The stress vs. strain behavior of uncracked concrete is simulated using a rotating-strut (rotating-crack) approach [similarly to the “Modified Compression Field Theory” (Vecchio and Collins 1986) and the “Rotating-Angle Softened Truss Model” (Pang and Hsu 1995)]. The strain field applied on concrete is transformed into principal strain directions and a uniaxial stress–strain relationship for concrete is applied along the principal strain directions, for obtaining the principal stresses in concrete. The principal strain directions imposed on the panel element are therefore assumed to coincide the with principal stress directions in concrete. A monotonic stress–strain relationship is adopted for concrete in the uncracked state, since the monotonic and hysteretic stress–strain behavior of concrete in a panel element subjected hysteretic loading can be assumed to not differ significantly prior to first cracking. This assumption was also made to overcome the difficulties to track and store history variables in the hysteretic stress–strain relationship for concrete, along rotating stress and strain directions in a panel.

For a given (applied) strain field (εx, εy, γxy), the principal strains (ε1, ε2) and the principal strain direction (θ) for the uncracked panel (Fig. 1a) are calculated. The principal stresses in concrete are then obtained using the principal strain values and the monotonic envelope of the constitutive material model for concrete. Uniaxial stresses in the reinforcing steel bars (σsx, σsy) developing under normal strains are determined based on the monotonic envelope of the uniaxial constitutive material model for reinforcing steel in each of the two orthogonal (x and y) directions of reinforcement, and are smeared over the panel based on the reinforcement ratios (ρsx, ρsy). The equilibrium of the panel model after including concrete and steel components (σx, σy, τxy), in Cartesian coordinates, becomes:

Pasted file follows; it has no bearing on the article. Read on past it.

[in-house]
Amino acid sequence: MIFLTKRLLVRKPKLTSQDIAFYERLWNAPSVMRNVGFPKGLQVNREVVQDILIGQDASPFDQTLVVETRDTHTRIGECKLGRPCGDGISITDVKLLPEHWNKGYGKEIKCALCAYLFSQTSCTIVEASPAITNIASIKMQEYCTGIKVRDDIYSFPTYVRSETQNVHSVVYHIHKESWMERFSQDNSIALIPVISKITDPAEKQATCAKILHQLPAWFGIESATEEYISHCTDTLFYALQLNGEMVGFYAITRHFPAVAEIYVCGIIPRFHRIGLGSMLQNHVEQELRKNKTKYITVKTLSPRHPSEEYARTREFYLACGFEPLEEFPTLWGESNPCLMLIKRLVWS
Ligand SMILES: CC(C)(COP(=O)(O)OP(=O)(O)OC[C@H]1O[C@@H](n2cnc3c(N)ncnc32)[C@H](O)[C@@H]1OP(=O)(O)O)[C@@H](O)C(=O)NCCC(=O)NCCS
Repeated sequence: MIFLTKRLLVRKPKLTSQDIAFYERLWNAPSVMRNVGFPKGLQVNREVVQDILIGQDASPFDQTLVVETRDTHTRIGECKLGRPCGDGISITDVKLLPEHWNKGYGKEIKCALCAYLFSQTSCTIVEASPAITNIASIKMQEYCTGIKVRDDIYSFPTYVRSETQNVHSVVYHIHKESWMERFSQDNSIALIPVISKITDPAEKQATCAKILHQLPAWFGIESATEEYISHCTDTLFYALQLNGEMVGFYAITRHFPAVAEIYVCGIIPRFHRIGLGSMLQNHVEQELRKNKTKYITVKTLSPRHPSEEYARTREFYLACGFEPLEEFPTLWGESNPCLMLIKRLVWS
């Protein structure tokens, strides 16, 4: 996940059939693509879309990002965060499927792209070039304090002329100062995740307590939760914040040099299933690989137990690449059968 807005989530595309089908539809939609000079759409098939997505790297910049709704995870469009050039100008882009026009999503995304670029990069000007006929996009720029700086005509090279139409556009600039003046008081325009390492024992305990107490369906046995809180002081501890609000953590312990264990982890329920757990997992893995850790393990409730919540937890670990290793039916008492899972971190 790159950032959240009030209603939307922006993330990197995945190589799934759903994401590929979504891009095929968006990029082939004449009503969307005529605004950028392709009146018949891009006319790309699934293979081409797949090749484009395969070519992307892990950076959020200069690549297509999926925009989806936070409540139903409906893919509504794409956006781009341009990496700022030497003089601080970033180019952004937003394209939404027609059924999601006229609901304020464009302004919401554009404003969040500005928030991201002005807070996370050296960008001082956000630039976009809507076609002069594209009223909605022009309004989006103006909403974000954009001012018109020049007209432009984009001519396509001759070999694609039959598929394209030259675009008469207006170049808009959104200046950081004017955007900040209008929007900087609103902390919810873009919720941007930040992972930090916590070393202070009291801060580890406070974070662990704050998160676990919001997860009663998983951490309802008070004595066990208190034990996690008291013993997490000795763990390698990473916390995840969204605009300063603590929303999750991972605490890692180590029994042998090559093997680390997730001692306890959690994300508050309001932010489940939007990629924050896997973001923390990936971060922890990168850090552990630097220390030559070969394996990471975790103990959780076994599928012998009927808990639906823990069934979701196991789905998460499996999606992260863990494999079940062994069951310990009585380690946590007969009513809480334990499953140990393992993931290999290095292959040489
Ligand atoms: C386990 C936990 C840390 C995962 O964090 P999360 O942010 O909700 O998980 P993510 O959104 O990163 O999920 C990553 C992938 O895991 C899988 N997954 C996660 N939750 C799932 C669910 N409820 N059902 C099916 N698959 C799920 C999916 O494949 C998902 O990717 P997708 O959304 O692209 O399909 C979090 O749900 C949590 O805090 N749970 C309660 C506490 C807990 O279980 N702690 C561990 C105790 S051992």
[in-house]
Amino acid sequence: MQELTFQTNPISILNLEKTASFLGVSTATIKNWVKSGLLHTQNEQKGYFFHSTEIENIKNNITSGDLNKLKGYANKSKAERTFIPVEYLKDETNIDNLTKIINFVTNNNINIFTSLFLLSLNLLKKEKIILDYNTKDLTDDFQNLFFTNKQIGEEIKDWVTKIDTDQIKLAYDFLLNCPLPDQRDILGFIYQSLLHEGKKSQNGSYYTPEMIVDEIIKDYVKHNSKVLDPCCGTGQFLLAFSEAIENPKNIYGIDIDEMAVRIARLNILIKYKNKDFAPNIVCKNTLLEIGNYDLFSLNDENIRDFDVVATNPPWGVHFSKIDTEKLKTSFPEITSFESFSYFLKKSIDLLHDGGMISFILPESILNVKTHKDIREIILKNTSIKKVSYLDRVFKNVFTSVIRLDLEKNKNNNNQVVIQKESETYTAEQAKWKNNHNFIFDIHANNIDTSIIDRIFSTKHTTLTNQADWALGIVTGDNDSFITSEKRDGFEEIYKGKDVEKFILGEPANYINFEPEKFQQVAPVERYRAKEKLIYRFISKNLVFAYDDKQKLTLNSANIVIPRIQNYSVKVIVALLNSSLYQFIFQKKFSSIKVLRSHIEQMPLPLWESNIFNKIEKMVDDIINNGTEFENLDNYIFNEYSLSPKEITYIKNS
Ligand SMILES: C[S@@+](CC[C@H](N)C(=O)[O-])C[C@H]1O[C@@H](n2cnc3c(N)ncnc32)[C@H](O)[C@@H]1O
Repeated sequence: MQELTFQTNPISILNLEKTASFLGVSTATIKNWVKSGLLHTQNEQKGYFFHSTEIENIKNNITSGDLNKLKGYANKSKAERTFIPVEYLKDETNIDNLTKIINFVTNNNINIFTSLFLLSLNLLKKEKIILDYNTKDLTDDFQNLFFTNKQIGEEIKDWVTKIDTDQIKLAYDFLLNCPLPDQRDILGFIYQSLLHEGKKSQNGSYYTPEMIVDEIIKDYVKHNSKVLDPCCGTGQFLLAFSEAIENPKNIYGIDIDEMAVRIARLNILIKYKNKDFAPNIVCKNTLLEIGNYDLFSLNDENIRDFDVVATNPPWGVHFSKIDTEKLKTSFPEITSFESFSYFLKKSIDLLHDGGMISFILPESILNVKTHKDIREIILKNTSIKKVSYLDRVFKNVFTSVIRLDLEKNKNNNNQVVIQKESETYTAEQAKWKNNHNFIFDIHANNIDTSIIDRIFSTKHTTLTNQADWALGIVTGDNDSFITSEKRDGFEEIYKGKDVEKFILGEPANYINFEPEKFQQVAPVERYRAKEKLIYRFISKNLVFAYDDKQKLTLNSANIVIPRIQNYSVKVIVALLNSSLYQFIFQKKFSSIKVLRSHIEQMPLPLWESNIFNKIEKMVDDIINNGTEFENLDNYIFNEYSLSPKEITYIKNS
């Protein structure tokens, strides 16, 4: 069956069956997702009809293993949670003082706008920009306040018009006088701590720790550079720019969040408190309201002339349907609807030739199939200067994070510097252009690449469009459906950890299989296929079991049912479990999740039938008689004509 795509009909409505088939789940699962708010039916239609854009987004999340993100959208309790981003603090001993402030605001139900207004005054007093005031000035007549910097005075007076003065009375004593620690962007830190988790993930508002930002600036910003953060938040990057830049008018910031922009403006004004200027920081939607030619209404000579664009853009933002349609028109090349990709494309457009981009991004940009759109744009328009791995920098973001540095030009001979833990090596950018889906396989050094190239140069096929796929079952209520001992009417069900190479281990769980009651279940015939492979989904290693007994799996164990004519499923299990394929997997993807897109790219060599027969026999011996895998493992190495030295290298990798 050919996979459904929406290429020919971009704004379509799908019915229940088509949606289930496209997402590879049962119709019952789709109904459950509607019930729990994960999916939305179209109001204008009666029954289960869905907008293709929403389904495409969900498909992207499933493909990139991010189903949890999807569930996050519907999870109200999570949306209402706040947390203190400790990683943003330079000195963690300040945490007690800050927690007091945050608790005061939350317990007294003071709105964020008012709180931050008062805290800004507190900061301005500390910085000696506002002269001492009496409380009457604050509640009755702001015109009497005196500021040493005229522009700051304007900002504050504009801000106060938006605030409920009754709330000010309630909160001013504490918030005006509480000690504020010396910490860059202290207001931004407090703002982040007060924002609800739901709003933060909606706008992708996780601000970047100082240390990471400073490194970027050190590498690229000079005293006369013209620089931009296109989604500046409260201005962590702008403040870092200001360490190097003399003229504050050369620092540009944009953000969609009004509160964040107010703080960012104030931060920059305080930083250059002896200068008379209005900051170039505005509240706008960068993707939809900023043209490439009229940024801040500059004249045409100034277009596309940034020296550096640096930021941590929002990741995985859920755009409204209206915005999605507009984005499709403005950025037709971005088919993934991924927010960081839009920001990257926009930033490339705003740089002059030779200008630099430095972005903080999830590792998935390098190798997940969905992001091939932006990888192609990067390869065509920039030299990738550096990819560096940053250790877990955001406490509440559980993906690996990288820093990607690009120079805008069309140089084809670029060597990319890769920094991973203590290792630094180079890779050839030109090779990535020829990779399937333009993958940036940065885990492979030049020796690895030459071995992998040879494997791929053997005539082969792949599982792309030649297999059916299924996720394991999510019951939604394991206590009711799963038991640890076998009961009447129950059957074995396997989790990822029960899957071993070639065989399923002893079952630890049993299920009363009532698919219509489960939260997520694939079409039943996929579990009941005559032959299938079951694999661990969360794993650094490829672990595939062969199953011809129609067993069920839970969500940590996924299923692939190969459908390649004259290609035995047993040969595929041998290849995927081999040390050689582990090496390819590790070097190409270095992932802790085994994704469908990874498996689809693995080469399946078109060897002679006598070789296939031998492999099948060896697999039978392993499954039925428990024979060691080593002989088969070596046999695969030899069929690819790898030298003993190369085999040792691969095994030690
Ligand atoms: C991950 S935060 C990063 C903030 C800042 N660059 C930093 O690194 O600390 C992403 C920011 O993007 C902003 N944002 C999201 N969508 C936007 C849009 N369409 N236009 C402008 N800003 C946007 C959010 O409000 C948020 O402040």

Fig. 1

Concrete behavior in FSAM: a uncracked, b after formation of first crack, c after formation of second crack.

$$\sigma_{x} = \frac{{\sigma_{c1} + \sigma_{c2} }}{2} + \frac{{\sigma_{c1} - \sigma_{c2} }}{2} \cdot cos2\theta + \rho_{sx} \cdot \sigma_{sx}$$
(1)
$$\sigma_{y} = \frac{{\sigma_{c1} + \sigma_{c2} }}{2} - \frac{{\sigma_{c1} - \sigma_{c2} }}{2} \cdot cos2\theta + \rho_{sy} \cdot \sigma_{sy}$$
(2)
$$\tau_{xy} = \frac{{\sigma_{c1} - \sigma_{c2} }}{2} \cdot sin2\theta$$
(3)

2.2 Panel Response after Formation of First Crack

At the instant when the principal tensile strain in concrete first exceeds the concrete cracking strain (εt), the first crack develops, and the principal strain direction corresponding to first cracking is assigned as the first “fixed strut” (first crack) direction in the panel (θcrA). After the first crack forms, while principal strain directions continue to rotate based on the strain field applied, the directions of the principal stresses in concrete are assumed to be fixed, as parallel and perpendicular to the first fixed strut direction. This implies that the first crack (or strut) direction coincides with the principal stress directions in concrete, under the condition that zero shear stress develops along the crack.

The concrete uniaxial strains (εx′, εy′) in the direction of the first crack become (Fig. 1b):
$$\varepsilon_{x'} = \frac{{\varepsilon_{x} + \varepsilon_{y} }}{2} + \frac{{\varepsilon_{x} - \varepsilon_{y} }}{2} \cdot cos2\theta_{crA} + \frac{{\gamma_{xy} }}{2} \cdot sin2\theta_{crA}$$
(4)
$$\varepsilon_{y'} = \frac{{\varepsilon_{x} + \varepsilon_{y} }}{2} - \frac{{\varepsilon_{x} - \varepsilon_{y} }}{2} \cdot cos2\theta_{crA} - \frac{{\gamma_{xy} }}{2} \cdot sin2\theta_{crA}$$
(5)
Since the first strut direction is fixed (θcrA), a uniaxial and hysteretic stress–strain relation for concrete (Fig. 1b) can be applied in directions parallel and perpendicular to the first strut (in order to obtain σcx’ and σcy’), and history variables in the constitutive stress–strain model for concrete can easily be tracked and stored along the two fixed directions. It should be mentioned that although the stress–strain relationship used for concrete is fundamentally uniaxial in nature, it also incorporates biaxial softening effects including compression softening and hysteretic biaxial damage. The equilibrium equations in x–y coordinates including the reinforcing steel component therefore become: